The Second Coming of Steve Jobs
By Alan Deutschman
(Crown Business, Paperback, 9780767904339, 352pp.)
Publication Date: September 11, 2001
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From the acclaimed Vanity Fair and GQ journalist–an unprecedented, in-depth portrait of the man whose return to Apple precipitated one of the biggest turnarounds in business history. With a new epilogue on Apple’s future survival in today’s roller-coaster economy, here is the revealing biography that blew away the critics and stirred controversy within industry and media circles around the country.
Alan Deutschman is a contributing editor at Vanity Fair. For the past twelve years, he has covered business and technology. He was a correspondent for Fortune for seven years, a senior writer at GQ, and a contributing editor at New York magazine. His articles have appeared in the New York Times Magazine, Wired, Premiere, and Fast Company. He lives in San Francisco.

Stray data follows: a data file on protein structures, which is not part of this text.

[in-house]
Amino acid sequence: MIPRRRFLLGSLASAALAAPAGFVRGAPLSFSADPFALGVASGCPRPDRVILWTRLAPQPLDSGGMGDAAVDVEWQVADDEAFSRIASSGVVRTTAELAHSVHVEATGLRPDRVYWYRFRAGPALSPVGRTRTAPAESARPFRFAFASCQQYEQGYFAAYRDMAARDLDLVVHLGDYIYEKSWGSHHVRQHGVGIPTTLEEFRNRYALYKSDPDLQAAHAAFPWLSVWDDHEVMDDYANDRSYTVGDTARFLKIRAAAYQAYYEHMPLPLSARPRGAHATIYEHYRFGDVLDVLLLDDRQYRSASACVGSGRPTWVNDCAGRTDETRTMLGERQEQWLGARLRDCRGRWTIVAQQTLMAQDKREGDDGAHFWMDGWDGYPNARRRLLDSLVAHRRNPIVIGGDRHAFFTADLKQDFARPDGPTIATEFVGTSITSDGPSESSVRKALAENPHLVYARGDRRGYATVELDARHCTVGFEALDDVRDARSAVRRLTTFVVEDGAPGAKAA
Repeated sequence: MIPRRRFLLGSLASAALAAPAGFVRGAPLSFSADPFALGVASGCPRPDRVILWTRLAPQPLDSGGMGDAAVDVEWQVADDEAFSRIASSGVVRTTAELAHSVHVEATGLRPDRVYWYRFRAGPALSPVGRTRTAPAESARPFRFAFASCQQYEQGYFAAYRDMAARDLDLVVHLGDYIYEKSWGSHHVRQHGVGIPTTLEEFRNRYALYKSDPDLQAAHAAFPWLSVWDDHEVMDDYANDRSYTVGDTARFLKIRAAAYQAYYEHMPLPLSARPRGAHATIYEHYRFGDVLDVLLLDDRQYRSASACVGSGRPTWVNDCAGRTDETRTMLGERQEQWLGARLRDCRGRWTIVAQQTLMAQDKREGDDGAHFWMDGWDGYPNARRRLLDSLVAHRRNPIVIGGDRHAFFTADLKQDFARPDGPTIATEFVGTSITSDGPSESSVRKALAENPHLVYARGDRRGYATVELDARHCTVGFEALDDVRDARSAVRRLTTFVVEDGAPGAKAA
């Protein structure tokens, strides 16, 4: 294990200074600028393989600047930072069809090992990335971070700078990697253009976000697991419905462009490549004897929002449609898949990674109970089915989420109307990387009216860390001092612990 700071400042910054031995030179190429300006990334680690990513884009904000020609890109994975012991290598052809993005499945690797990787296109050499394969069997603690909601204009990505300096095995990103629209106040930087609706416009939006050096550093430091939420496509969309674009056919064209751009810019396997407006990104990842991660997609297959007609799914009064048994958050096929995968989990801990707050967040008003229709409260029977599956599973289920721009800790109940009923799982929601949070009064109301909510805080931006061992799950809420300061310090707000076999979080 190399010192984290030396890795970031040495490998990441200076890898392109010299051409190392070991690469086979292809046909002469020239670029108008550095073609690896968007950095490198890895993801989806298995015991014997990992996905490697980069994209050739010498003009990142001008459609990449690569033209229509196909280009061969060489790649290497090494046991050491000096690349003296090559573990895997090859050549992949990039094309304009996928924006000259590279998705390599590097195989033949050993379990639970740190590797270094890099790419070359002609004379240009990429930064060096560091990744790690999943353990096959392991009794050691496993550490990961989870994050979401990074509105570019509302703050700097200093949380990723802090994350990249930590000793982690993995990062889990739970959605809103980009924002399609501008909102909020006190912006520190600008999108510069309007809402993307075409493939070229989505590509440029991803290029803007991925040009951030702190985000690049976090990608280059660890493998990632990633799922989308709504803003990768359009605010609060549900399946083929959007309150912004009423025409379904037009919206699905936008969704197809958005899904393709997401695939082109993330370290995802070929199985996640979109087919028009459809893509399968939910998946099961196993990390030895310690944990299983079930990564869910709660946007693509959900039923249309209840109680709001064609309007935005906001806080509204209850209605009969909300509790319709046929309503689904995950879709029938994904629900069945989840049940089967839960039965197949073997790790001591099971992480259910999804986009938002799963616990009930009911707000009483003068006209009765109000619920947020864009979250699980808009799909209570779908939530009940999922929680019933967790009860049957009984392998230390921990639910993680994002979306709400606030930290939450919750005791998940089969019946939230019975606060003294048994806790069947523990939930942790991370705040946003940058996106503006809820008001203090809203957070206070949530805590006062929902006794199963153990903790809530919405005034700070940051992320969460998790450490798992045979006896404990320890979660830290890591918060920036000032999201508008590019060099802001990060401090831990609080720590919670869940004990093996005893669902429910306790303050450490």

"Great Read. One of the keenest observers of the business and culture of Silicon Valley sets his sights on one of the most remarkable stories in the recent history of Silicon Valley."
"A carefully sketched portrait of a paradoxical man…reads like a novel and has the scope of Ben Hur. And it’s the strangest of high-tech industry books it’s good."
"Deutschman illuminates the attributes that have made Jobs not only a success but also an influential innovator in two major industries. THE SECOND COMING…includes fascinating details about Jobs…anyone interested in the culture of Silicon Valley should find it well worth a read."
--San Francisco Chronicle
"Deutschman, in a mere 301 pages, rips a hole in Jobs that can only be compared to the fatal tear in the Hindenburg."
"A fascinating portrait of the Apple Computer founder…A mesmerizing, outstanding read, this book crackles with energy. Some of the passages will make your mouth drop open."
--Dallas Morning News
"Alan Deutschman’s delicious Steve Jobs biography is a psychological profile with a fruit-flavored iMac punch line. The book is a pleasure to read, but not surprisingly, Jobs wishes you wouldn’t."
--Chicago Sun Times